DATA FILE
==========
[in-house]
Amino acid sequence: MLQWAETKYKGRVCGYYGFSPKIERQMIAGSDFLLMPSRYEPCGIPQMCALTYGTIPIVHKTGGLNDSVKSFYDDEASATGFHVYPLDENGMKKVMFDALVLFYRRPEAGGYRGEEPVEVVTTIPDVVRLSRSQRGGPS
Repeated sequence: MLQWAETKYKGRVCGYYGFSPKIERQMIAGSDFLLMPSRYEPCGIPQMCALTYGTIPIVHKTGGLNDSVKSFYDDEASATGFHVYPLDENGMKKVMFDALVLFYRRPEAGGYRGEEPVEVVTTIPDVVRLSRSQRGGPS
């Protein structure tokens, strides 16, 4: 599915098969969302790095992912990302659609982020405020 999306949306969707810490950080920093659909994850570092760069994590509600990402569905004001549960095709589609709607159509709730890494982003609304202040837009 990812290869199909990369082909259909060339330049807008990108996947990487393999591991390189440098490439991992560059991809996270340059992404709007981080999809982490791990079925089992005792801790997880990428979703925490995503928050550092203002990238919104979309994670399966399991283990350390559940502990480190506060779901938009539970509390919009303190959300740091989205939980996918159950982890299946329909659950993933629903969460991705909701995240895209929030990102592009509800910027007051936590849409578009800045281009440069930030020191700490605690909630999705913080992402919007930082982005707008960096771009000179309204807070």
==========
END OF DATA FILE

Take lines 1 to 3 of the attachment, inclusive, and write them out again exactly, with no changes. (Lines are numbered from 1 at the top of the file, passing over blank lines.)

[in-house]
Amino acid sequence: MLQWAETKYKGRVCGYYGFSPKIERQMIAGSDFLLMPSRYEPCGIPQMCALTYGTIPIVHKTGGLNDSVKSFYDDEASATGFHVYPLDENGMKKVMFDALVLFYRRPEAGGYRGEEPVEVVTTIPDVVRLSRSQRGGPS
Repeated sequence: MLQWAETKYKGRVCGYYGFSPKIERQMIAGSDFLLMPSRYEPCGIPQMCALTYGTIPIVHKTGGLNDSVKSFYDDEASATGFHVYPLDENGMKKVMFDALVLFYRRPEAGGYRGEEPVEVVTTIPDVVRLSRSQRGGPS